As we celebrate Indigenous Storytelling Month, a time dedicated to honouring Indigenous traditions and culture, I would like to reflect on a recent example of the power of these traditions: National Ribbon Skirt Day. 

This day originated three years ago when Isabella Kulak, a 10-year-old girl from Cote First Nation, proudly wore her ribbon skirt to her school formal day, excited to represent her Ojibway (Saulteaux) heritage. Unfortunately, her pride quickly turned to shame when school staff commented that her skirt was not formal enough compared to her classmates’ store-bought dresses.  

The ignorance Isabella faced at school is heartbreaking, and sadly, these experiences are all too common. It wasn’t that long ago that Indigenous people were forced to reject and bury their Indigenous roots for fear of persecution, punishment, or starvation. This dispossession robbed us of many of our traditions and arts handed down from our First Nations families, and the same colonial attitudes persist today.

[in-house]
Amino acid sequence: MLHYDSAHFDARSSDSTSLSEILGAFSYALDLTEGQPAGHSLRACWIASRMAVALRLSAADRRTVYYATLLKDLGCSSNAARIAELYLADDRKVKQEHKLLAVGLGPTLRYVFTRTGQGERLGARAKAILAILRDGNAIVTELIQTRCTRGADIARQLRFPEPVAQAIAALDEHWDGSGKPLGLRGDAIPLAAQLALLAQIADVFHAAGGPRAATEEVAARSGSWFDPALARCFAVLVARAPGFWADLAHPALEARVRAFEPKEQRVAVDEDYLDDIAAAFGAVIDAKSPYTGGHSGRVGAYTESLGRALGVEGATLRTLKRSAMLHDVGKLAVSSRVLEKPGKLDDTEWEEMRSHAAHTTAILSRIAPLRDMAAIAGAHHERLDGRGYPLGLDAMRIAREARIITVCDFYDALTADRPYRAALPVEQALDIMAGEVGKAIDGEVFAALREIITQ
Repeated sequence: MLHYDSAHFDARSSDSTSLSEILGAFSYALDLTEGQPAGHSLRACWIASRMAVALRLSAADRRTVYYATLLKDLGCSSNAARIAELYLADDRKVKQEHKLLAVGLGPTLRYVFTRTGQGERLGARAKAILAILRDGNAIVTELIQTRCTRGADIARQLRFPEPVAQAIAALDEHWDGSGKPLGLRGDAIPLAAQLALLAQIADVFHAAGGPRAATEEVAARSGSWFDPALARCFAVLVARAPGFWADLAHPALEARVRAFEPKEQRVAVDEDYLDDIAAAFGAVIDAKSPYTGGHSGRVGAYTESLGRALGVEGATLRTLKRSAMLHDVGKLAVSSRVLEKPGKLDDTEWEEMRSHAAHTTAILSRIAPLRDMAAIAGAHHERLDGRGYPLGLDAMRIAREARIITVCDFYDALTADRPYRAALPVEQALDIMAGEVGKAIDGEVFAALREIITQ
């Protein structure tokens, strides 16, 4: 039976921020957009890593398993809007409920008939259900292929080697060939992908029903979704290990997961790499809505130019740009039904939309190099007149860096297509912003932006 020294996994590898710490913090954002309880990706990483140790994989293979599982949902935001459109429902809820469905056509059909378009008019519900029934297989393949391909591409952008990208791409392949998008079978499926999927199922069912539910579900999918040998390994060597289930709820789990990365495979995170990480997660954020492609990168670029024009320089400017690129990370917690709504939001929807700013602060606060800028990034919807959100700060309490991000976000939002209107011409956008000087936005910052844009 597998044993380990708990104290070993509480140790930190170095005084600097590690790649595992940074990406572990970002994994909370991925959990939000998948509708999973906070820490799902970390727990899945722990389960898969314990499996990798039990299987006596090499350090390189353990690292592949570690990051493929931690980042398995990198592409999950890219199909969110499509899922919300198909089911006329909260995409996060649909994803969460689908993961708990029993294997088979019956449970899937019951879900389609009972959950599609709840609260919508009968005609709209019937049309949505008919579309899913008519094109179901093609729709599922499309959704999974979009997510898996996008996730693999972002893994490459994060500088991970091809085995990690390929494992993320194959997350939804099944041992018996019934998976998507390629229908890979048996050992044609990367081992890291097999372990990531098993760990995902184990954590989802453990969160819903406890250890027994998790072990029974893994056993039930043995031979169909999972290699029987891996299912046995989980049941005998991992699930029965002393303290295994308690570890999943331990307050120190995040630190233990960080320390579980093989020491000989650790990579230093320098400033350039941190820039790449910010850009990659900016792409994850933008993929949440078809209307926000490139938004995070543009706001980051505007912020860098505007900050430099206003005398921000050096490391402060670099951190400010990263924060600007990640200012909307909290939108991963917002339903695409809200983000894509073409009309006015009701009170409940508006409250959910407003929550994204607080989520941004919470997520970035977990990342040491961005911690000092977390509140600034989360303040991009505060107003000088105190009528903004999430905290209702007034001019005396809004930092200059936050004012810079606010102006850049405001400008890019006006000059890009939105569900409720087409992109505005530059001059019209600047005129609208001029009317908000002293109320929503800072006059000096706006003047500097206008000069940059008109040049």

That is why embracing traditions like the ribbon skirt is so important. The simple act of wearing a ribbon skirt can mark a woman’s past, present and future in their life’s journey. Though the significance varies from skirt to skirt, wearer to wearer, and culture to culture, the skirts are a symbol of the resilience, adaptability and identity of Indigenous girls, women and gender diverse people. The gifting and making of these skirts take us back to our old ways and is an honouring of the past and rebirth of our future as peoples. This is one of the many teachings I have received from my Métis knowledge keepers, Old Ones and Elders. 

When Isabella Kulak was shamed for her ribbon skirt, she bravely stood up for her rights and culture, educating a community, province and country who then stood by her. Her school created a ribbon skirt day in her honour and, in 2022, the federal government officially designated January 4 National Ribbon Skirt Day. 

In January, the day was celebrated for the first time, and it has been such an honour to see so many of our young women, kokums and Elders show their life’s journeys in the making of these skirts. Having Indigenous and non-Indigenous people come together and wear a ribbon skirt as a tribute to this beautiful culture makes me feel optimistic that we are all one step closer on our journey toward truth and reconciliation. 

SGEU supports its members and wants everyone to be proud of their culture. This month is an opportunity to share and to listen to Indigenous voices—past and present—and I hope that each of you can find a way to participate. 

Remember the past but look to the future! 

In solidarity,

Hali Topinka
Indigenous Vice-President